Cast your mind back to autumn of last year, and there were substantial protests in the small English village of Balcombe. The issue being fought over was the plans of the energy company Quadrilla for fracking operations in the area. Environmental protestors took to the streets and the fields to obstruct operations.
At the time, I debated with one of the protestors that the crowd could play a much more productive role in proceedings, such as crowdfunding the purchase of the land so it could be protected. A nice example of what could be achieved comes from Holland, where 1700 Dutch households raised a record €1.3 million in just 13 hours to pull together and get themselves a wind turbine. For the next 12 years, these households will get their energy nice and sustainably from their co-operative wind turbine.
The project was facilitated by WindCentrale, who sold shares in the turbine for €200 each. This share equates to around 500kWh of energy each year, which is around 15% of the Dutch average.
Harm Reitsma, founder of Windcentrale, said ‘We expected things would move fast, but nobody anticipated the run on the wind-shares that happened yesterday evening. An increasing number of people want to generate their own electricity. Solar panels aren’t always an option and so wind-shares in a remote wind turbine gives everyone the chance to take matters into their own hands and generate their own clean electricity. As a result, interest in our wind-shares has been huge, and continues to rise. A good example of Power To The People!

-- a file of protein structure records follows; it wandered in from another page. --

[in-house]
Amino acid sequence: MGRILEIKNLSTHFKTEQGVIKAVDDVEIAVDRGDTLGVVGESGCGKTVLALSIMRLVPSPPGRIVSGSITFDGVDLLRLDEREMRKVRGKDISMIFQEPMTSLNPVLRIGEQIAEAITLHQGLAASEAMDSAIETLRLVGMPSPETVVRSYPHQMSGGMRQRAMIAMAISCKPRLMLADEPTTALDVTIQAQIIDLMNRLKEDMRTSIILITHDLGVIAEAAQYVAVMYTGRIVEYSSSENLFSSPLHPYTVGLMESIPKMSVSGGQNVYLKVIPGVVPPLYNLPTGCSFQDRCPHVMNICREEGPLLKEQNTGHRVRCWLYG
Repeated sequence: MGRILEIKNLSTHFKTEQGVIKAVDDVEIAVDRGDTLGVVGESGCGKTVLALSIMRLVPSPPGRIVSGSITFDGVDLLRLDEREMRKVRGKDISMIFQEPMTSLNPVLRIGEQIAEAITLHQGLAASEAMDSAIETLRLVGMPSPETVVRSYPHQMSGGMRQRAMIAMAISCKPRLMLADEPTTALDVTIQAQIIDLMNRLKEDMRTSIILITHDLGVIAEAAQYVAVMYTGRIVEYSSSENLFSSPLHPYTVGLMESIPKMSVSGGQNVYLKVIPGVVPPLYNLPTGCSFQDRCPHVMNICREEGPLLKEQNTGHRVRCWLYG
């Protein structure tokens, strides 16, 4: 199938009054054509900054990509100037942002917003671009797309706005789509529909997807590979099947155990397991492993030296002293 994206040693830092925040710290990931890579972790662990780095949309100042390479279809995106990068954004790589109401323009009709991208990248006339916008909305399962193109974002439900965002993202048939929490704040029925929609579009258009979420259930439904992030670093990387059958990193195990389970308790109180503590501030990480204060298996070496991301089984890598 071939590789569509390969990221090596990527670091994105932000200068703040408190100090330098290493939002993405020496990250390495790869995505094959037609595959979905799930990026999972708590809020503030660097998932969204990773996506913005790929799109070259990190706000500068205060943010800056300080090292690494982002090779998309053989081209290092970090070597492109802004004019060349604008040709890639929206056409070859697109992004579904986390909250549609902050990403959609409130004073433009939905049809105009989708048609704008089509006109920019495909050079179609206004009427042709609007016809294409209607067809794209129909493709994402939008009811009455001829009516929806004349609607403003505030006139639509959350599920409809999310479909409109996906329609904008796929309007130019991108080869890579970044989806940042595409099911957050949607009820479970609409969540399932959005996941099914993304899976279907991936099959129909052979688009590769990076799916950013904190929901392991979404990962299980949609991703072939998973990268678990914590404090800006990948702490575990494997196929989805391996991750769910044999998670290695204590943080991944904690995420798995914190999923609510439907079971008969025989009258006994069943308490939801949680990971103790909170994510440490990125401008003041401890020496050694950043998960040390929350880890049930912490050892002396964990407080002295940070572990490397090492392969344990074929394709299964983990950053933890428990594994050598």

A good test of whether this sort of crowd based activism may work in Britain is currently underway in Harrogate. Local news reported that the town council voted against commissioning a study from cycling charity Sustrans that would have looked at how the town could be made better for cycling. This despite the town hosting the finish of this years 1st stage of the Tour de France on the 5th July.
Helen Flynn, a local Liberal Democrat councillor, has suggested crowdfunding could be the answer, and has urged people to chip in and club together the £15,000 it is believed would be required to finance the feasibility study by Sustrans.
“What is exciting about this project is that it is the first time that a project of this type has been crowd sourced and it is particularly exciting as the Tour de France is upon us,” she said.
“There really never has been a better time to launch this kind of initiative, and it promises to eventually give us a strong legacy of utility cycling from the Tour having visited us.”
The effort has already raised £4,000 of the required amount, and Ms Flynn is urging other people and organizations in the area to play their part in lowering congestion and making the area safer for cyclists.
Of course, this is far from the only example of civic crowdfunding, with this particular niche being one of the fastest growing parts of the crowdfunding world. Alas, it seems that this particular venture isn’t taking advantage of the many civic crowdfunding platforms available and is doing it all in a rather adhoc way. Of the many projects listed in the Harrogate area, none reference this particular one. If you’d like to get involved however, you can do so via the Cycling Harrogate website.Original post